Maybe that's the way it will work someday. But Japan's REIT market is off to a wobbly start, beginning with its unfortunate launch the day before the September 11 terrorist attacks in the U.S. Since then, Japan has sunk into recession, its property values have continued to decline, and wary Japanese investors have become even more shy of anything that resembles financial speculation. "It certainly has been a slower start" than REIT managers hoped for, says Clem Salwin, a Tokyo-based executive director for UBS Warburg.
The first victims of this bad timing were real estate heavyweights Mitsui Fudosan Co. and Mitsubishi Estate Co., which launched the first two tradable REITs on Sept. 10, backed by $2 billion in properties. The REITs are now trading slightly below their initial public offering price. On Mar. 12, a third REIT came to market, backed by Mitsubishi and UBS; it is doing a bit better than the other two.
So will the Japanese REIT market die aborning? No, for despite investors' lack of enthusiasm, an additional six or seven public REITs, including a $757 million effort by Goldman, Sachs & Co., are planned for this year. The hope is that as banks finally work out their bad debts--most of which are backed by property and buildings--the market will begin to thrive. The property will come on the market as the banks or the government foreclose on the assets of deadbeat companies. Also, companies are selling headquarters and land to free up cash. "We are talking about a structural change in the real estate market," says Salwin. Still, the average trading volume in Japan's REIT market is now a paltry $3 million a day, compared with $380 million in the 40-year-old U.S. REIT market.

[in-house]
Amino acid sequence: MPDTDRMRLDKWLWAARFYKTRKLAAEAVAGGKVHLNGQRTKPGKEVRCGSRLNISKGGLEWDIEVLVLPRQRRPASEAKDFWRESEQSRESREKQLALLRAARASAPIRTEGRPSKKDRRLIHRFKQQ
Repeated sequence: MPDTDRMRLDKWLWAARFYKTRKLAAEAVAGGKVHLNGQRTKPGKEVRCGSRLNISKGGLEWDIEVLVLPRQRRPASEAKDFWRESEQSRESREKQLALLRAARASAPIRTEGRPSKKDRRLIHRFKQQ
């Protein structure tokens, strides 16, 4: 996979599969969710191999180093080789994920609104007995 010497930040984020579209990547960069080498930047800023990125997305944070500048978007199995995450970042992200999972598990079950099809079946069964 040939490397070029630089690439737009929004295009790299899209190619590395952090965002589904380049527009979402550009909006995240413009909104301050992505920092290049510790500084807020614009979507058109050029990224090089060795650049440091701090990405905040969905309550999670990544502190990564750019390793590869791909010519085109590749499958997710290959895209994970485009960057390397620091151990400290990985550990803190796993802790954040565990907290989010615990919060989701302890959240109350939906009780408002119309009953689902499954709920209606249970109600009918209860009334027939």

Whatever skeptics may say, Japan's REITs do have their selling points. The government and the private sector are promoting the REIT market because it is a proven way to recycle capital into real estate, which keeps the property market liquid and vibrant. And the returns can be good. The three REITs now trading all offer an annual dividend of about 5%--while 10-year Japanese-government bonds are returning 1.4%, and banks are offering just 0.3% on three-year time deposits. The properties being folded into Japanese REITs are certainly first rate, usually prime office towers charging top rents in fashionable parts of Tokyo. "Most of the properties have occupancies of 95%," says Standard & Poor's credit analyst Tomoyoshi Omuro. He forecasts that the market capitalization of Japan's REIT market will eventually reach $75 billion, or about half the U.S. market.
But hurdles abound. A possible office-tower glut next year could depress rents and reduce the potential pool of profitable properties needed to drive the REIT market. Shuji Tomikawa, a real estate analyst at Mitsui Fudosan, forecasts that Tokyo's 100 million square feet of class-A office space will expand by 20% over the next couple of years, pushing the average occupancy rate down from 96% to 92%. The new buildings were started back in the late 1990s, when financial institutions and professional-services companies were still expanding. Now, foreign investment banks and accounting firms, dispirited by Japan's slump, are cutting back on office space. Also, the government still needs to offer better tax incentives for transferring properties into REITs, something that lit a fire under the U.S. market in the early 1990s. Add it up, and "I just don't know where the demand [for REITs] will come from," says Jack Rodman, managing director of Ernst & Young Asia Pacific Financial Solutions LLC.
Of course, the best thing that could happen to Japan's REIT market would be a real economic recovery that would put a floor under the real estate market. A V-shaped recovery is not in the cards. But if Japan can nurture its fledgling REIT market, it could give its economy a welcome boost. By Brian Bremner in Tokyo